Eleventh Circuit Court of Appeals - Published Opinions
Friday, April 14, 2017
Horner: Affirming tax fraud convictions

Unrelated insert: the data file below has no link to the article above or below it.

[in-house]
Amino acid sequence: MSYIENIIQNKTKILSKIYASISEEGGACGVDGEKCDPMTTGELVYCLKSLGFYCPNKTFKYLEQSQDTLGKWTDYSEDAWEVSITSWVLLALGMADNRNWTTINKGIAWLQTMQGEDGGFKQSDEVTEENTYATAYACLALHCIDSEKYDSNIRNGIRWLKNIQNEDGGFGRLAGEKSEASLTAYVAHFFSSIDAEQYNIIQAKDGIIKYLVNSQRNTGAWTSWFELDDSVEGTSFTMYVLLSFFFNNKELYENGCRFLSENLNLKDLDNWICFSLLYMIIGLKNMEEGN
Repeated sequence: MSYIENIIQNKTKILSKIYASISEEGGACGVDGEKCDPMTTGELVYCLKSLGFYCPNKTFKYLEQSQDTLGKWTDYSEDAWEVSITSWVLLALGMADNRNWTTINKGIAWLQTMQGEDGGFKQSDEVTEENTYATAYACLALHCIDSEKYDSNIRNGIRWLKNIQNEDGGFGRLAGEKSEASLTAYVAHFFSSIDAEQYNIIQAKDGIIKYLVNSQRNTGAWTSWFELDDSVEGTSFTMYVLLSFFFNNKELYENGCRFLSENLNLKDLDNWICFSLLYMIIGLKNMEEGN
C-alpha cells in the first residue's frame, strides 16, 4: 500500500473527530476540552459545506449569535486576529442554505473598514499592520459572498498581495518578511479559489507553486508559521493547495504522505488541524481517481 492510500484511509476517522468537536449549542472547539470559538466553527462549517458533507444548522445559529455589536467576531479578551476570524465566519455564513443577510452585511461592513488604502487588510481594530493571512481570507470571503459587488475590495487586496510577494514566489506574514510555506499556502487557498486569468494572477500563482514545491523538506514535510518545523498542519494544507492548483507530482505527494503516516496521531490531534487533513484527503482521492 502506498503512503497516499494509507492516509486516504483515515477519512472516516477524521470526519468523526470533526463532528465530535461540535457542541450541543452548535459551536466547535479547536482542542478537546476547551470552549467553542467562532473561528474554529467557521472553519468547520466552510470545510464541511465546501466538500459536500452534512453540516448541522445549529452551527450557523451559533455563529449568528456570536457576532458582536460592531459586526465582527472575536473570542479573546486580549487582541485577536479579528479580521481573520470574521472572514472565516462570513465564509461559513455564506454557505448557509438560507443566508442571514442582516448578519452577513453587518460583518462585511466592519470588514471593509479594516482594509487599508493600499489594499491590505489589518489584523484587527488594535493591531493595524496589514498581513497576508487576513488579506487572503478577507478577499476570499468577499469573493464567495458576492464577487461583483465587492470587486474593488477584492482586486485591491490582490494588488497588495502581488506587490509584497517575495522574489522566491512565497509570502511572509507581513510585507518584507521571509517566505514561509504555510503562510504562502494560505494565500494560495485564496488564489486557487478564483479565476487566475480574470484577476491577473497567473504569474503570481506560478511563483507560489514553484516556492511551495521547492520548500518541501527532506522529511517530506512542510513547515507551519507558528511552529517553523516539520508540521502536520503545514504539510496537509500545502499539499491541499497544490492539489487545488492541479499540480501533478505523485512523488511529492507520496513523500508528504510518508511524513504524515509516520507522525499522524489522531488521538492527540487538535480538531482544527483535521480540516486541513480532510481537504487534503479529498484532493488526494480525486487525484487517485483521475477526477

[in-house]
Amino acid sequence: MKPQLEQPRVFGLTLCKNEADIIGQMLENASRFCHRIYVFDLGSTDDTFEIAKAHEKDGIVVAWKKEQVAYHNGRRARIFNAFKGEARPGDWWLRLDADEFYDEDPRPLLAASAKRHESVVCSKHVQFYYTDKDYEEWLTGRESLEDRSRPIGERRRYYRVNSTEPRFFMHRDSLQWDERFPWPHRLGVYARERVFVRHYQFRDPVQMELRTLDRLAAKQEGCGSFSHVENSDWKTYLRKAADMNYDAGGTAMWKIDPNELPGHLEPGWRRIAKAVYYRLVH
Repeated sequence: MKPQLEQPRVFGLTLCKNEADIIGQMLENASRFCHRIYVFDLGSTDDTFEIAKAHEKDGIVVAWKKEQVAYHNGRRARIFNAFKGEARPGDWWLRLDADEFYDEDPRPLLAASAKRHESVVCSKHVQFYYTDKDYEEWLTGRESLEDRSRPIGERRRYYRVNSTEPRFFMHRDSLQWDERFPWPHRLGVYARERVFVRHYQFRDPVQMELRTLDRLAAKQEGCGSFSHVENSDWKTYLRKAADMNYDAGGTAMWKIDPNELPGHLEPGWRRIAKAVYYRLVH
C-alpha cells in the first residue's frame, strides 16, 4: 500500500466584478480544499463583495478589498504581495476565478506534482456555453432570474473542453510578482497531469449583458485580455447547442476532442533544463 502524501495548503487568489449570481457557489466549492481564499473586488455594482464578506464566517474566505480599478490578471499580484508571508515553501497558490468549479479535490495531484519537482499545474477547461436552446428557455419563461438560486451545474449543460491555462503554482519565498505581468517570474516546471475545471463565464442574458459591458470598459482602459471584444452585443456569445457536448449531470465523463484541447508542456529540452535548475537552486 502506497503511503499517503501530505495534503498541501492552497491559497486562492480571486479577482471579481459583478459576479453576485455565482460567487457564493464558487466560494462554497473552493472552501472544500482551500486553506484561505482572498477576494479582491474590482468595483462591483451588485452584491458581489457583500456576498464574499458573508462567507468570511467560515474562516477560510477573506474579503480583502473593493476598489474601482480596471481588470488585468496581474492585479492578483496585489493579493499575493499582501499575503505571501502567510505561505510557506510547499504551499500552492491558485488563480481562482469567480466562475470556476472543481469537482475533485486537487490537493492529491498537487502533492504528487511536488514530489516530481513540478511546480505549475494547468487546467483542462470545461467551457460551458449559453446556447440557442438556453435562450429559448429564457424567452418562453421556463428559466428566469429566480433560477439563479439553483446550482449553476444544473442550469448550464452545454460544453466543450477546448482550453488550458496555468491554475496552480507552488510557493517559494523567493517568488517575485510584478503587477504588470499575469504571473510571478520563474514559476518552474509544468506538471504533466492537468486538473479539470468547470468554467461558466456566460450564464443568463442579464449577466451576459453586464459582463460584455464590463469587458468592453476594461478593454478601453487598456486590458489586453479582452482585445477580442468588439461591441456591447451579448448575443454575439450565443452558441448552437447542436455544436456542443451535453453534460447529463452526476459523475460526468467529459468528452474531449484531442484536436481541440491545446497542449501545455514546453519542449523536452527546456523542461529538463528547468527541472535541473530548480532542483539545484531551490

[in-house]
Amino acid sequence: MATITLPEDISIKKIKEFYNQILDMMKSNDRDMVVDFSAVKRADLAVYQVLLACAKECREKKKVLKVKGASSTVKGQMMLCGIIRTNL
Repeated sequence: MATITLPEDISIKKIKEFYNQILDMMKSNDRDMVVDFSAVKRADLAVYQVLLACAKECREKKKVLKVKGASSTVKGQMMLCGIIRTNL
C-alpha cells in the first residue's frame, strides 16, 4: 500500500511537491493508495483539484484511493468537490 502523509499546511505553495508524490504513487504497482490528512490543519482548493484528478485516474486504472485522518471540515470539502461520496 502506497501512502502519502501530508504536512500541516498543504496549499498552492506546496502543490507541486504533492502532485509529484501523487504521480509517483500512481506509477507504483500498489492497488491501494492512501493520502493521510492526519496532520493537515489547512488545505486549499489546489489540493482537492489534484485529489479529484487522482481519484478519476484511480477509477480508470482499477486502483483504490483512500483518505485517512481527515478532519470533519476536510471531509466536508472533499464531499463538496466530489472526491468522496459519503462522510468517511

In U.S. v. Horner, No. 15-14675 (April 13, 2017), the Court rejected challenges to convictions for filing false tax returns. The Court rejected the argument that the government presented false testimony from an IRS agent. The testimony “was neither false nor misleading.” The Court also rejected the argument that the district court erroneously failed to give the jury the “good faith reliance” instruction that had been given in another case, pointing out that that this was not the “only acceptable instruction on good faith reliance.” The Court also rejected the argument that the district court erred in failing to instruct the jury on the “due diligence” obligations of tax preparers. The Court also rejected the argument that the district court erred in allowing the government to characterize the Horners’ cash deposits as “structuring.” “The evidence was highly probative in addressing the issue of the Horners’ financial savvy.” Finally, the Court rejected the argument that it was unfair to admit the defendants’ 2005 and 2006 tax returns. The Court found that these acts, though in earlier years, were part of the same set of actions through which the jury found the defendants committed tax fraud in 2007 and 2008.